The South African National Roads Agency Limited (Sanral) is planning to implement e-tolls on Gauteng highways in the very near future. According to reports, everything is now in place. The only thing standing on Sanral’s way is the Opposition to Urban Tolling Alliance (Outa), which is against Sanral’s plan. If it was for Sanral, e-tolls would have been implemented last year. However, at the beginning of 2012, Outa lodged a court application to halt the launch of e-tolls.
In April 2012, Judge Bill Prinsloo granted Outa an interdict, which prevented Sanral from launching e-tolls pending a full judicial review of Outa’s application. In December, the High Court ruled against Outa. However, in January this year, Outa filed an application to seek leave to appeal against the High Court’s decision at the Supreme Court of Appeal. Outa’s legal fees kept escalating in the process.
On Wednesday, it was reported that Outa might have to drop its fight against e-tolls due to financial shortage. Outa was in arrears of R3 million and needed to raise attorneys’ fees of R1 million before the 21st of June in order to be able to proceed with its case. Outa chairman Wayne Duvenage appealed for donations to raise the required R1 million. A number of companies and individuals then started donating.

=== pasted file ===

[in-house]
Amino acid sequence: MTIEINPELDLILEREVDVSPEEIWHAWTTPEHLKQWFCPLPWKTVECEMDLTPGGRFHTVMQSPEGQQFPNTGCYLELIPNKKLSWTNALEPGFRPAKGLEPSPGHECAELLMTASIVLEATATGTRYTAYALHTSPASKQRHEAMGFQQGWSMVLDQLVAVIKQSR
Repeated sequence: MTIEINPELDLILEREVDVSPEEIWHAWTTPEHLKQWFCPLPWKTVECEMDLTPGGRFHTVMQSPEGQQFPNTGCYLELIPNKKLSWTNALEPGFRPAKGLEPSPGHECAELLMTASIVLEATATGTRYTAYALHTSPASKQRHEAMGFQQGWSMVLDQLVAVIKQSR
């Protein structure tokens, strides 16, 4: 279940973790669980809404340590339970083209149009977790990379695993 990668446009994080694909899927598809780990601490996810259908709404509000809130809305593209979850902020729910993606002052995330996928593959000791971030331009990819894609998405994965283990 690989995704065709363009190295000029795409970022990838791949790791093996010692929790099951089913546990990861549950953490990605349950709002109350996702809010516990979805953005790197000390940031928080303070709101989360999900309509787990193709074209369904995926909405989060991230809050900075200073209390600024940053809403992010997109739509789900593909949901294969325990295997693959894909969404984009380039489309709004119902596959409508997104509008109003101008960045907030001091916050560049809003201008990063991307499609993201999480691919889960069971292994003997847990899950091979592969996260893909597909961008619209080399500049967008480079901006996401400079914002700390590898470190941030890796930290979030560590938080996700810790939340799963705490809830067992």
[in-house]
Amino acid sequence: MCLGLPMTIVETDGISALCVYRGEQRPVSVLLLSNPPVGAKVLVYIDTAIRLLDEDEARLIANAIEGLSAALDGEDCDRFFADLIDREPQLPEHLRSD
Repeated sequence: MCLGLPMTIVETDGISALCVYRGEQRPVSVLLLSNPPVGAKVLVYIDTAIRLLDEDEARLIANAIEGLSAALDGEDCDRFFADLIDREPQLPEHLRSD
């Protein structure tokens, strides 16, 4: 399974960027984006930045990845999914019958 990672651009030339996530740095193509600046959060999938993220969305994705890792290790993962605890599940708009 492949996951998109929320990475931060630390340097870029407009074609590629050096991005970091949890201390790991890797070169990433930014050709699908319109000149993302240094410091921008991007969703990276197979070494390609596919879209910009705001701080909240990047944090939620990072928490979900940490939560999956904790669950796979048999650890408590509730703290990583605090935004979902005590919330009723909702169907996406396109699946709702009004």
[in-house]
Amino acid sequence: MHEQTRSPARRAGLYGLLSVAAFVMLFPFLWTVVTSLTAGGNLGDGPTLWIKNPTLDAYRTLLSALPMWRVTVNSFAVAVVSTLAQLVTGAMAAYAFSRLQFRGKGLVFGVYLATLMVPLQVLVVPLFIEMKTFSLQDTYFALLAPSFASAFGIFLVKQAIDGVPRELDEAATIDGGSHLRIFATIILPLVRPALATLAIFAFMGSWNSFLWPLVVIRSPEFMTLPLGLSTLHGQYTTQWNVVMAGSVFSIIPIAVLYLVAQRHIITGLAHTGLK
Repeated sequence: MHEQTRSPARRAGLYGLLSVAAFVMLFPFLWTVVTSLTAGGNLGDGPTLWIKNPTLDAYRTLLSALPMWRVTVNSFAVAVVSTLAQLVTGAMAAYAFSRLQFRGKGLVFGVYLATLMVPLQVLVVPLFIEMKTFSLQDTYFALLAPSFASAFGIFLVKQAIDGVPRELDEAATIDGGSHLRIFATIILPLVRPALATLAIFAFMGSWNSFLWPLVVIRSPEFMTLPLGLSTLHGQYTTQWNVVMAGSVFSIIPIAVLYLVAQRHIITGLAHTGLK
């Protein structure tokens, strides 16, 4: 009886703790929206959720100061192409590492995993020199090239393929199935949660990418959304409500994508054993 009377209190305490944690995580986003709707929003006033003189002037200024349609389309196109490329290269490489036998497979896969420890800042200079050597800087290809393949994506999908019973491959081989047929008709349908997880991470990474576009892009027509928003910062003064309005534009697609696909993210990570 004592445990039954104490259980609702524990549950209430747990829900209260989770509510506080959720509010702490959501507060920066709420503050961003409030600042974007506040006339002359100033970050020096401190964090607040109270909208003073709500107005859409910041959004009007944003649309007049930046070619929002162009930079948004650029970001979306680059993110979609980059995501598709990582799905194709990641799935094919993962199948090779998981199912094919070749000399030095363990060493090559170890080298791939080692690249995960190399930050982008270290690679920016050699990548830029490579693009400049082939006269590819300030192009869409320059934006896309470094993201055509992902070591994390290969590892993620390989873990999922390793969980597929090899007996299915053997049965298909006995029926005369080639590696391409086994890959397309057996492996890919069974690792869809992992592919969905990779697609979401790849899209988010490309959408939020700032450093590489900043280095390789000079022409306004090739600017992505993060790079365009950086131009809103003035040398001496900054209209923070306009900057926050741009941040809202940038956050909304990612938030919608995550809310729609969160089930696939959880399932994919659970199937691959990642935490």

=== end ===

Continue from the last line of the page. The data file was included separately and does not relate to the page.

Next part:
According to Independent Online, on Thursday night, Duvenage was expecting around R120 000 to have been donated and was astounded when he realized that R540 000 had been donated. On Friday, the Democratic Alliance (DA) announced that it would donate R1 million to help Outa with its court case. Although this pleased many members of the public, Cosatu thought DA’s donation was an opportunistic act aimed at generating more votes during the 2014 elections.
Outa’s appeal will be heard in September at the Supreme Court of Appeal in Bloemfontein. Many Gauteng citizens are against the implementation of e-tolls and are hoping that the appeal will be successful. Pieter Conradie of DLA Cliffe Dekker Hofmeyr, a law firm leading Outa’s case, said the firm would not be leading Outa’s appeal at the Senior Court of Appeal if it did not believe it could succeed.